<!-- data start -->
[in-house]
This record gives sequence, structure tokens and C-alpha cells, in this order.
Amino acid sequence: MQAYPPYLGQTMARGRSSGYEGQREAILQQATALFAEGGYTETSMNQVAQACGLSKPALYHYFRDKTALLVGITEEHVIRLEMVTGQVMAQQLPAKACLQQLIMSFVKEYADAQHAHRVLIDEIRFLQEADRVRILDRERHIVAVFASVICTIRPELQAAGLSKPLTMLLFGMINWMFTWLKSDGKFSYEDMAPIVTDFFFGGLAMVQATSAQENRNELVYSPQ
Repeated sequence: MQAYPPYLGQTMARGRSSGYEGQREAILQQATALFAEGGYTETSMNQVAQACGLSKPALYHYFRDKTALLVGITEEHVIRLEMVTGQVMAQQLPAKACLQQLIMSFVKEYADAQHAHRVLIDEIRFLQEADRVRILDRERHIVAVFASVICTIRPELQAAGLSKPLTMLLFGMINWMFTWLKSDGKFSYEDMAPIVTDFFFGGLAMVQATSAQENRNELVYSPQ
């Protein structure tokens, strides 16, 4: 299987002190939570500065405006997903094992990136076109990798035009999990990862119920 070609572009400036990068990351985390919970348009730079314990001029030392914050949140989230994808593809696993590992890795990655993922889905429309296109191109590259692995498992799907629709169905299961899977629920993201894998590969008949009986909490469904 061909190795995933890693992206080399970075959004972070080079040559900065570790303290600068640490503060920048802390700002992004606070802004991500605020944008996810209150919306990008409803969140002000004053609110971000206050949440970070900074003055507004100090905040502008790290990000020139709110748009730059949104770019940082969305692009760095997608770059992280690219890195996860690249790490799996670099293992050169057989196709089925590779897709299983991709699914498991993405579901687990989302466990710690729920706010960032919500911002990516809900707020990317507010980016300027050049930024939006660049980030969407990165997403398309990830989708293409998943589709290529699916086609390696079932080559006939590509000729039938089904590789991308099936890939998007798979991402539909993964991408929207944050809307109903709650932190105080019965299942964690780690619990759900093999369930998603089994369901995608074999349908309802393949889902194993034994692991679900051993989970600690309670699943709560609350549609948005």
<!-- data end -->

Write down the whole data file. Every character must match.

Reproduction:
[in-house]
This record gives sequence, structure tokens and C-alpha cells, in this order.
Amino acid sequence: MQAYPPYLGQTMARGRSSGYEGQREAILQQATALFAEGGYTETSMNQVAQACGLSKPALYHYFRDKTALLVGITEEHVIRLEMVTGQVMAQQLPAKACLQQLIMSFVKEYADAQHAHRVLIDEIRFLQEADRVRILDRERHIVAVFASVICTIRPELQAAGLSKPLTMLLFGMINWMFTWLKSDGKFSYEDMAPIVTDFFFGGLAMVQATSAQENRNELVYSPQ
Repeated sequence: MQAYPPYLGQTMARGRSSGYEGQREAILQQATALFAEGGYTETSMNQVAQACGLSKPALYHYFRDKTALLVGITEEHVIRLEMVTGQVMAQQLPAKACLQQLIMSFVKEYADAQHAHRVLIDEIRFLQEADRVRILDRERHIVAVFASVICTIRPELQAAGLSKPLTMLLFGMINWMFTWLKSDGKFSYEDMAPIVTDFFFGGLAMVQATSAQENRNELVYSPQ
């Protein structure tokens, strides 16, 4: 299987002190939570500065405006997903094992990136076109990798035009999990990862119920 070609572009400036990068990351985390919970348009730079314990001029030392914050949140989230994808593809696993590992890795990655993922889905429309296109191109590259692995498992799907629709169905299961899977629920993201894998590969008949009986909490469904 061909190795995933890693992206080399970075959004972070080079040559900065570790303290600068640490503060920048802390700002992004606070802004991500605020944008996810209150919306990008409803969140002000004053609110971000206050949440970070900074003055507004100090905040502008790290990000020139709110748009730059949104770019940082969305692009760095997608770059992280690219890195996860690249790490799996670099293992050169057989196709089925590779897709299983991709699914498991993405579901687990989302466990710690729920706010960032919500911002990516809900707020990317507010980016300027050049930024939006660049980030969407990165997403398309990830989708293409998943589709290529699916086609390696079932080559006939590509000729039938089904590789991308099936890939998007798979991402539909993964991408929207944050809307109903709650932190105080019965299942964690780690619990759900093999369930998603089994369901995608074999349908309802393949889902194993034994692991679900051993989970600690309670699943709560609350549609948005």